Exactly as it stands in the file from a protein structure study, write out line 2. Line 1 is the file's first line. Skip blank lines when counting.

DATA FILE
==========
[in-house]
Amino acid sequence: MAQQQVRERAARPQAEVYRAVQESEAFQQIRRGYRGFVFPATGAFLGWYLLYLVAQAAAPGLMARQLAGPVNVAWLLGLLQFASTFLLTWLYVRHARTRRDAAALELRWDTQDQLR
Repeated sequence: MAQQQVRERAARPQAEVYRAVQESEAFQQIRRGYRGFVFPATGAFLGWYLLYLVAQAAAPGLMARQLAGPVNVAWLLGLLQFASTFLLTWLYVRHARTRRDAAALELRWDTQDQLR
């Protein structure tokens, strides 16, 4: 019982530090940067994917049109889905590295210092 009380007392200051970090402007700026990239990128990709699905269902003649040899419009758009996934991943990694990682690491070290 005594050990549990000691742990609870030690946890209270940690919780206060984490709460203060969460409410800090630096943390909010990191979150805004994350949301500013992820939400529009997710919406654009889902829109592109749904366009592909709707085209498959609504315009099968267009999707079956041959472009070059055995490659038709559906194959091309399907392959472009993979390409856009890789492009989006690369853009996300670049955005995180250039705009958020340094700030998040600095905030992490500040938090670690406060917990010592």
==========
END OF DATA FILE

Amino acid sequence: MAQQQVRERAARPQAEVYRAVQESEAFQQIRRGYRGFVFPATGAFLGWYLLYLVAQAAAPGLMARQLAGPVNVAWLLGLLQFASTFLLTWLYVRHARTRRDAAALELRWDTQDQLR